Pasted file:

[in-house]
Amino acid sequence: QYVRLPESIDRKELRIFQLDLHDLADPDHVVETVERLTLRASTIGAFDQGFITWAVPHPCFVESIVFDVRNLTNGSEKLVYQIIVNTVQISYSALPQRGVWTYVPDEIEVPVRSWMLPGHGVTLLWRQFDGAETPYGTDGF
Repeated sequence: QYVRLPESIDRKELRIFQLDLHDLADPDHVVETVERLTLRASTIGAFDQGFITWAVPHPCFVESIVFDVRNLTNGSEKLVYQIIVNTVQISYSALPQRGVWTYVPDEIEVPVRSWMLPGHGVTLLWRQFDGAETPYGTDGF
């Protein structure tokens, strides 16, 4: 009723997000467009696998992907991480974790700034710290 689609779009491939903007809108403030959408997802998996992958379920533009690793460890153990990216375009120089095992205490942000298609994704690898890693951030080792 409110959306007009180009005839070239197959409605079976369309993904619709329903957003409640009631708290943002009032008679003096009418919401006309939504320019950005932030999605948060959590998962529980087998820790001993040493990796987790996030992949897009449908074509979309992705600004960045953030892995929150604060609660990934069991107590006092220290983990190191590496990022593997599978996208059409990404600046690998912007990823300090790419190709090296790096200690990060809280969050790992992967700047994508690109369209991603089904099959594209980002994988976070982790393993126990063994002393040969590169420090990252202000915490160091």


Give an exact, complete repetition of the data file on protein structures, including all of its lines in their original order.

[in-house]
Amino acid sequence: QYVRLPESIDRKELRIFQLDLHDLADPDHVVETVERLTLRASTIGAFDQGFITWAVPHPCFVESIVFDVRNLTNGSEKLVYQIIVNTVQISYSALPQRGVWTYVPDEIEVPVRSWMLPGHGVTLLWRQFDGAETPYGTDGF
Repeated sequence: QYVRLPESIDRKELRIFQLDLHDLADPDHVVETVERLTLRASTIGAFDQGFITWAVPHPCFVESIVFDVRNLTNGSEKLVYQIIVNTVQISYSALPQRGVWTYVPDEIEVPVRSWMLPGHGVTLLWRQFDGAETPYGTDGF
């Protein structure tokens, strides 16, 4: 009723997000467009696998992907991480974790700034710290 689609779009491939903007809108403030959408997802998996992958379920533009690793460890153990990216375009120089095992205490942000298609994704690898890693951030080792 409110959306007009180009005839070239197959409605079976369309993904619709329903957003409640009631708290943002009032008679003096009418919401006309939504320019950005932030999605948060959590998962529980087998820790001993040493990796987790996030992949897009449908074509979309992705600004960045953030892995929150604060609660990934069991107590006092220290983990190191590496990022593997599978996208059409990404600046690998912007990823300090790419190709090296790096200690990060809280969050790992992967700047994508690109369209991603089904099959594209980002994988976070982790393993126990063994002393040969590169420090990252202000915490160091």